I know I’m generalizing here. Not everything is geared towards the AAA machine. And I’m not completely guilt free, either. I purchased The Witcher III for my PC after having previously bought it for my ill fated Xboner. It’s a fantastic game, even if it does fall in that homogenized third person action RPG genre everything seems to fit into these days. I’m also REALLY excited for Mass Effect Andromeda and The Legend of Zelda: Breath of the Wild. It just feels like beyond a few titles here and there, I just can’t really get excited about anything modern gaming has to offer these days. But I’ll be honest, this is a lot of cathartic writing from a grouchy ass old gamer who doesn’t like things that are fun anymore.

There are still plenty of awesome options for the old school gamer who still wants to play new things. The indie scene has all kinds of really cool games out there that not only harken back to the days of pixel art, but also do new and interesting things with gameplay. For a retro gamer like me, that’s probably where I fare the best. Games like Axiom Verge, Out There Somewhere, Gunpoint, Iggy’s Egg Adventure, Castle in the Darkness, Master Spy, and the upcoming Cuphead all get my highly sugared and caffeinated gamer juices flowing. And if I’m really itching for some nostalgia, there are a ton of old 8 and 16 bit gems that I still haven’t tackled waiting for me to pop in and play. There are plenty of options for me, but the big name companies and popular franchise titles aren’t where I’m at anymore. I’ll be hacking away at my backlog of retro games and indie titles, and maybe the odd Mass Effect, but I think I can safely say that I’m mostly done following modern gaming.

About The Author

BraselTheGamer

Brasel the Gamer has been playing games since 1988, when he first got his hands on an NES and Super Mario Bros 2. It's been a lifelong passion ever since. Now he wants to share his love for video games with the world. Brasel the Gamer is an equal opportunity gamer, playing everything from NES to PS3, Genesis to WiiU.

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  • Wally

    This is a very interesting take on things, Bras. I completely, 100% agree with you on a couple of things for sure. For example, Battlefront. I played the demo and immediately thought, “Man…this seems fun, but I’d like to play the single player campaign”, only to find out it didn’t exist.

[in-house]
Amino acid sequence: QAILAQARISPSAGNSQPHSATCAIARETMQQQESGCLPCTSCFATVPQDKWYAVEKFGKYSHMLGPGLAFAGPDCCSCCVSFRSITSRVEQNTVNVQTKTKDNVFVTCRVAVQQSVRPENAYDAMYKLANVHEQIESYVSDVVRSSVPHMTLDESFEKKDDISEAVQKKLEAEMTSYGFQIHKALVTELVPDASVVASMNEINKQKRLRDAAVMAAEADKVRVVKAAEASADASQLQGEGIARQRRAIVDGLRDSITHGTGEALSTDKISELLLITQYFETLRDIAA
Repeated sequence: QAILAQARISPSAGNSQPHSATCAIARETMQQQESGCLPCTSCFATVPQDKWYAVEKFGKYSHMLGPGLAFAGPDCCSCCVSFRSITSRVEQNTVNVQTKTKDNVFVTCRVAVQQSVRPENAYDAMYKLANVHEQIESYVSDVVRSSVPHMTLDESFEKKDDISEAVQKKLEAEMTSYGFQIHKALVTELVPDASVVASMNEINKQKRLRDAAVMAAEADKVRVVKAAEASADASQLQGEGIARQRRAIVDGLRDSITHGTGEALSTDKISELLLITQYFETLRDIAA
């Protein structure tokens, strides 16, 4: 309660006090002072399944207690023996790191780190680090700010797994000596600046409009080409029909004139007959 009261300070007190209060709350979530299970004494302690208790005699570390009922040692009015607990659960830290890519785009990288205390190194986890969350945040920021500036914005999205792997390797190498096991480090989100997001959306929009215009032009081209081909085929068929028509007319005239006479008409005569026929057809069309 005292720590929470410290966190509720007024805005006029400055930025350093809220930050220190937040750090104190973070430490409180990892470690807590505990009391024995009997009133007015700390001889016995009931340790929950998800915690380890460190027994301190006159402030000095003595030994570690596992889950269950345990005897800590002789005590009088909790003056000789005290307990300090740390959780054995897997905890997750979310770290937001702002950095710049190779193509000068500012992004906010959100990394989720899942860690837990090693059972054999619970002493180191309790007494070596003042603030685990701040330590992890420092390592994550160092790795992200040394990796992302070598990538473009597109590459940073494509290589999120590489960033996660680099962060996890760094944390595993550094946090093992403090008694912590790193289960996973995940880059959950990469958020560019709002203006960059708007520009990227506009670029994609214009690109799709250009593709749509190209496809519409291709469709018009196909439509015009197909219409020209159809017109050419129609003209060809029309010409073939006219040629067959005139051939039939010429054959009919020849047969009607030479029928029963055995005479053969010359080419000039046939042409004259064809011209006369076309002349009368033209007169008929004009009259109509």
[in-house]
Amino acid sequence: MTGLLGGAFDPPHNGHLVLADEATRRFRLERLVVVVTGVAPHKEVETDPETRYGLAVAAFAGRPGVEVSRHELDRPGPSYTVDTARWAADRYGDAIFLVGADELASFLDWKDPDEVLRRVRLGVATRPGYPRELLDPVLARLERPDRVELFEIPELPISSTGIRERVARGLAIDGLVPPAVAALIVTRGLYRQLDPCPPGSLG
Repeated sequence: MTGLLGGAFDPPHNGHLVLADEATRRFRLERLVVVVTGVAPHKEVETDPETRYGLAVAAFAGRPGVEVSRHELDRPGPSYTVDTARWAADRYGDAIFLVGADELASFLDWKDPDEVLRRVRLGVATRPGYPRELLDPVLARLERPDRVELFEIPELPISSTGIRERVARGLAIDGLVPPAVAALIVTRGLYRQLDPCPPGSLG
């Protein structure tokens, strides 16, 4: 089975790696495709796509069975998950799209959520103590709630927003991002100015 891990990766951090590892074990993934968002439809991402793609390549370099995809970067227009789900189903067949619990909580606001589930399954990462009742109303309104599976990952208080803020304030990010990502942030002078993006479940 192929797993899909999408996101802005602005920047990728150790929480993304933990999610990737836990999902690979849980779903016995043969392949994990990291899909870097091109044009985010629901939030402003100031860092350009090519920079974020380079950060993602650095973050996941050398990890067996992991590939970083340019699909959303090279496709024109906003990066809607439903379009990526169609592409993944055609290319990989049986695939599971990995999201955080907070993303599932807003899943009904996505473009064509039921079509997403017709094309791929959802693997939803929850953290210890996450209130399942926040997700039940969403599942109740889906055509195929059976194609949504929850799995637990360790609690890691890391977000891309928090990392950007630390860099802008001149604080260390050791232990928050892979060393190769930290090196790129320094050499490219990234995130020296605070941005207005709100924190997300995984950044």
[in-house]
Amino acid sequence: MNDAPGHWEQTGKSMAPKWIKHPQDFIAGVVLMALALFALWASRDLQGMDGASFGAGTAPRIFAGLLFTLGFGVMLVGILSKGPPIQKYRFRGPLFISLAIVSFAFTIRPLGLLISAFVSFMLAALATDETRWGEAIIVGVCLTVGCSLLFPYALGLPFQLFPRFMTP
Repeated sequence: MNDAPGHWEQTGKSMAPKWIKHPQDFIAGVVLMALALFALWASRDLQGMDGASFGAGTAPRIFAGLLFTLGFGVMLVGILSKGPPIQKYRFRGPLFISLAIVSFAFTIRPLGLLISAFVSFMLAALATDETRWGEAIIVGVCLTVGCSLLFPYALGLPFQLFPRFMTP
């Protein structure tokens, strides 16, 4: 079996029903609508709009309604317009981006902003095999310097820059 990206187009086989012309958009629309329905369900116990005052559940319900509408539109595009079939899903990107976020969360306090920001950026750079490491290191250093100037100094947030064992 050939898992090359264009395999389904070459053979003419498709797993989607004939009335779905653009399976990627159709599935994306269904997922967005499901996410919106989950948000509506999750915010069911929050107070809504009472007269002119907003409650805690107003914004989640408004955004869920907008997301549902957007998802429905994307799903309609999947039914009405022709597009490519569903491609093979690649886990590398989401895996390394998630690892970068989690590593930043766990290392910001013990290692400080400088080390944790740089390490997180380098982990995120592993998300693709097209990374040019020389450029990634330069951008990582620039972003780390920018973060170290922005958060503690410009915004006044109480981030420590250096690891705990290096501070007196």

Same thing with Splatoon. It looks fun, and I don’t have as much of an issue with the multiplayer. But I never got it for the same reason you stated earlier about Overwatch; seeing people bitch and complain about how they have ‘shitty’ people on their team made me not want to even bother jumping in so late.

    I could keep going on and on, but this may have inspired me to write my own take in response to this. Nice work, Bras. Really got the ol’ melon churning this morning. I dig this take.

  • Pam

    I can’t really disagree with anything you’ve said here, but at the same time, there are enough console games to keep me onboard. While most are not exclusives, I just enjoy playing on console more than PC.

    Nintendo is a strange beast. The NES was the only console I really loved, and while I had a 64 (which I only got for OoT and never owned more than 5 games for) and a Gamecube, they completely lost me at the Wii. The Wii and its motion control and weird nunchuk things was a great success, and got a lot of new people into gaming which I’m happy about but it was also emphatically not for me. Since then the gimmicks and weird controllers have kept me away.

  • seven5three

    Your feelings are exactly why my desire to own a PS4 and Xbox One have fallen into the toilet. I personally have been more excited to see what the indies have been doing – and that means Humble Bundle and Steam.

    I’ll again recommend Indiebox to you. https://www.theindiebox.com/
    They judge and choose indie PC games and do retail-style boxed editions. Each one usually includes a manual, some art, a soundtrack… and it just looks spiffy on the shelf. Each one also comes with a Steam key in addition to a DRM free copy.

    In addition to indies being generally more exciting to me is my love for Nintendo franchises. Fact is more often than not I have a ton of fun with Nintendo’s first party games. And I can’t get them anywhere else. So I have to — or choose to — own a Nintendo console and handheld. It also happens that a number of indies also release on consoles these days and it’s nice to have everything together.